Couple barely escapes New Year's Eve fire
Seth Whisenant and Penny McCraw were too tired Tuesday night to ring in the New Year, so they called it an early night and went to bed. Besides, he was going to ride motorcycles with his buddies the next day, and she had to pull a morning shift at her job at Wilkes Regional Medical Center.
But before the clock struck midnight, they were scrambling for their lives.
McCraw woke, stood up and felt intense heat in the back of her throat as she took a breath.
"I couldn't even see, so I yelled for Seth to get up," she said.
Whisenant opened the bedroom door and was hit with thick rolls of hot smoke.
"When I got to the door I could see flames," he said.
The fire was between them and the front door of the house, but the bedroom had its own door to the outside, so the two rushed out barefoot and wearing only what they had been sleeping in.
As Whisenant got their vehicles out of the way and rescued the two pet dogs, McCraw headed up the hill to neighbor Mark Papuga's house and banged on the door. Papuga could already see the house glowing orange.
Volunteers with the Kings Creek, Yadkin Valley, Valmead and Boomer fire and rescue squads beat down the flames, but the two-bedroom house they shared at 4246 Helton Farm Road, built in the 1930s out of white pine, was destroyed. The cause of the fire is under investigation, but Deputy Fire Marshal Kevin Brown said it started near a wood stove in the kitchen between 11:30 and 11:45 p.m.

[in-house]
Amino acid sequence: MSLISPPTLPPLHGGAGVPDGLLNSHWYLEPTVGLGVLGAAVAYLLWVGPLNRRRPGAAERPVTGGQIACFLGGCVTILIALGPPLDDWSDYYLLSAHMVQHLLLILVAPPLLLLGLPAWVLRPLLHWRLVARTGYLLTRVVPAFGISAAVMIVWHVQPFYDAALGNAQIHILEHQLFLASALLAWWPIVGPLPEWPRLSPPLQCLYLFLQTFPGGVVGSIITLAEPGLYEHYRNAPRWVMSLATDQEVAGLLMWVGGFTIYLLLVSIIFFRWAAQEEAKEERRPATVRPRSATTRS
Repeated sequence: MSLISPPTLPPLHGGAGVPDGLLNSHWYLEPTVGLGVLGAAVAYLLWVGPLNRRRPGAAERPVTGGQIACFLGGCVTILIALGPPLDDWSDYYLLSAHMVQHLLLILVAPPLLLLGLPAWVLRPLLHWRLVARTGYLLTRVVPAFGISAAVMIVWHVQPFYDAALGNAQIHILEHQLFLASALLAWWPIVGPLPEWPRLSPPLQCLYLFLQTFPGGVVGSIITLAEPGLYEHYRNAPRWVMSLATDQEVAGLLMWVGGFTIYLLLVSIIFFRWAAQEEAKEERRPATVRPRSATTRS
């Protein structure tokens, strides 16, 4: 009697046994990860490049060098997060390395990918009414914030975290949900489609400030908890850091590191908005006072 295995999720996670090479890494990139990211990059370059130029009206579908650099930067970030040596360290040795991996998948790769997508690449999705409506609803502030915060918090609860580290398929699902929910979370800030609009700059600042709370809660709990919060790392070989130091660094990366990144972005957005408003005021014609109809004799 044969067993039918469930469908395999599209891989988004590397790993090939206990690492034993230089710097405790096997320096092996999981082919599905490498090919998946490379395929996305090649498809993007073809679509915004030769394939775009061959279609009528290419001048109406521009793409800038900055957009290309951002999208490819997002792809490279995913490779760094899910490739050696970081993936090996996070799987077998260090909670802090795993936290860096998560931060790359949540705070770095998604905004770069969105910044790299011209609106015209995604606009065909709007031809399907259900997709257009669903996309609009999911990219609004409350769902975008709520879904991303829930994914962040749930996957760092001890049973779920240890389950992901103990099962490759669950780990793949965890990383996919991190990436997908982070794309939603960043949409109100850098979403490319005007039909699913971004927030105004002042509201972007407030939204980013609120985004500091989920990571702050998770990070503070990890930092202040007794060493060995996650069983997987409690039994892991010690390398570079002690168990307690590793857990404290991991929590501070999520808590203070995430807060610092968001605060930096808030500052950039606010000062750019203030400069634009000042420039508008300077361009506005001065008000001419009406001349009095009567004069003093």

Instead of going to work Wednesday, McCraw just stared in disbelief at the ruins, which included old hand-made furniture, including a dresser and corner hutch that once stood proudly in the bedroom.
"That's been the hardest thing to take," McCraw said. "Those are things that can't be replaced."
The house had no smoke detectors, and no insurance. The couple are staying at the nearby home of Linda Helton, Whisenant's grandmother. New Year's Day was a blur of church members, family and friends dropping in to donate clothes, coats, shoes and other needed items. They hadn't had time to stop and think about what happened.
"We've not really had time to sit down and talk about it," McCraw said. This was not a good way to start the new year."
McCraw offered advice to prevent what happened to them from happening to others.
"People need to know to have a fire safety plan, to have a way to get out," she said, "and check your wood stove. It was all we could do to get out."